“Group sketching allows a team to get on the same page very quickly. In addition to preventing confusion or conflict, group sketching can circumvent the need for more time-consuming documentation or higher-fidelity design assets, which means faster time-to-market for product improvements.” –Giffco
I’m a big fan of sketching and whiteboarding while considering new features or rethinking existing page components. Sketching outlines the big idea of the product, it allows for different solutions to be shared quickly without a big investment of time.
Its important for product teams to sketch together. With a developer, a designer and project manager discussing and whiteboarding everyone can have their say and leave the meeting more confident about where they’re headed.
When finished the session take photos of the whiteboard or whatever you used for sketching. Use these resources for future reference when questions arise while building.
Here is a video called Sketching a Better Product by Idan Gazit. It will open your mind to how good design requires sketches.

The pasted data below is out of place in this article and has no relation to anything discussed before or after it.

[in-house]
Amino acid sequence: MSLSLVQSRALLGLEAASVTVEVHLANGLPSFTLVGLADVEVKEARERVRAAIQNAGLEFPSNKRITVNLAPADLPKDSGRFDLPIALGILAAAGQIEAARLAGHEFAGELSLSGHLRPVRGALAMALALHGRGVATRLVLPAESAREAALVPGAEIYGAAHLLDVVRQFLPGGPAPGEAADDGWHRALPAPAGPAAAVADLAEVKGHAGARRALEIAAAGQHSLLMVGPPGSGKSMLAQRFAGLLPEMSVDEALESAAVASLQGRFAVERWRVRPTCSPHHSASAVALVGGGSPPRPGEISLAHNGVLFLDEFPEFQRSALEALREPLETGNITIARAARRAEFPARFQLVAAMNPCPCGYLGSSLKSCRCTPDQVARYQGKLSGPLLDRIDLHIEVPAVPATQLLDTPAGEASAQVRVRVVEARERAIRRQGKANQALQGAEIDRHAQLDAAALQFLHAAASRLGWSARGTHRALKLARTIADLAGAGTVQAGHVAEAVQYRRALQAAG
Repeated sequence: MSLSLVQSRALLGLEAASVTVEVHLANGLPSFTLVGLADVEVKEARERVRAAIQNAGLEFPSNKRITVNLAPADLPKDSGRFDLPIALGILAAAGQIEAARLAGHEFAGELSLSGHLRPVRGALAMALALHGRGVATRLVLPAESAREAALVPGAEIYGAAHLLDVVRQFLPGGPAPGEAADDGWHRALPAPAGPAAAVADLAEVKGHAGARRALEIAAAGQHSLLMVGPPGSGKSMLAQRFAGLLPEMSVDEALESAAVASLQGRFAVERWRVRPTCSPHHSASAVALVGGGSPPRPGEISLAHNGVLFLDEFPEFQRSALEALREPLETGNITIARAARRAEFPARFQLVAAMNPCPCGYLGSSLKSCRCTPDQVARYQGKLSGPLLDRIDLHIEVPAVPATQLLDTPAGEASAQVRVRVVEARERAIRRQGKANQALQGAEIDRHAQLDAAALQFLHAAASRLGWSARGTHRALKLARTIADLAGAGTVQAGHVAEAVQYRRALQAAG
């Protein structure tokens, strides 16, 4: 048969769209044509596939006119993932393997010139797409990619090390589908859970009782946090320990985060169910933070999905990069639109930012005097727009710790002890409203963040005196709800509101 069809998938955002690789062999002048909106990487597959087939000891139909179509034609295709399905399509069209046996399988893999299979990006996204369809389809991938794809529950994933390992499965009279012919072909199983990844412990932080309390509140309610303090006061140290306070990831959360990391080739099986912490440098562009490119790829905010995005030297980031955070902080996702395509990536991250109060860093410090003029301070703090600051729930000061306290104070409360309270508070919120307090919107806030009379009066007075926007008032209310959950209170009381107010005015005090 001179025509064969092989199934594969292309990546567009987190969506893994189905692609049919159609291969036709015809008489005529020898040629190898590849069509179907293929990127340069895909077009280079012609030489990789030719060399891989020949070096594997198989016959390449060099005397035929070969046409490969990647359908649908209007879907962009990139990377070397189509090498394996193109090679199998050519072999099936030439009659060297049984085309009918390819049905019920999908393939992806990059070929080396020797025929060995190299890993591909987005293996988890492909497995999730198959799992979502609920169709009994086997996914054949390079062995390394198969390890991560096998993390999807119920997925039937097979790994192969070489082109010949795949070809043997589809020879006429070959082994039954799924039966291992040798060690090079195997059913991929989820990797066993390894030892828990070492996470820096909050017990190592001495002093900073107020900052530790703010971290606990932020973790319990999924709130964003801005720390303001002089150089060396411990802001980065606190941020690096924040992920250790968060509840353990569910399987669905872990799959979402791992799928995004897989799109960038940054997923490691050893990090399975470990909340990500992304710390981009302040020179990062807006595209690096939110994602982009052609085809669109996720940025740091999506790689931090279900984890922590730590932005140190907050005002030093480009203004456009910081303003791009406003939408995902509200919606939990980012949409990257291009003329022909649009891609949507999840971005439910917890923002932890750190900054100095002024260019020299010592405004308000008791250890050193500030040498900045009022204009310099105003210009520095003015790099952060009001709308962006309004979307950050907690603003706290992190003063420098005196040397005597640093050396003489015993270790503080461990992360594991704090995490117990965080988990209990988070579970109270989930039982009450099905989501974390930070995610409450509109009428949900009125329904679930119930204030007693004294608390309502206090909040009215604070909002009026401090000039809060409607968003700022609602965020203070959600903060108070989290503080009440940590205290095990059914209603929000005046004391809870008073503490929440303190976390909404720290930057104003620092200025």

“Essentially, every user interface on Earth is ornamentally referencing and representing other unrelated materials, interfaces and elements. The only questions are: what’s it representing, and by how much?” @Hladecek
Good article on Skeuomorphism in UI design. I specifically liked his notion that Skeuomorphic is metaphoric.
Does the minimum-viable approach lead to gaps in the user experience? It doesn’t have to. There’s a distinction to make: The set of features you choose to build is one thing. The level you choose to execute at is another. You can decide whether or not to include a feature like ‘reset password’. But if you decide to do it, you should live up to a basic standard of execution on the experience side. —@rjs
Good advice from Ryan Singer on user experience in product development. He refrences the Kano Model which is interesting to read up on. The Kano model is a theory of product development and customer satisfaction developed in the 1980s by Professor Noriaki Kano which classifies customer preferences into five categories. Attractive Quality, One-dimensional Quality, Must-be Quality, Indifferent Quality, and Reverse Quality.
Here are the notes from a recent presentation I gave to Steve Mackeys class at North Island College.
The presentation titled Building Architexture reviews my process for rebuilding Architexture and covers an overview of frameworks and grid systems.
My apologies for the lack of depth to the slides, it was rather last minute.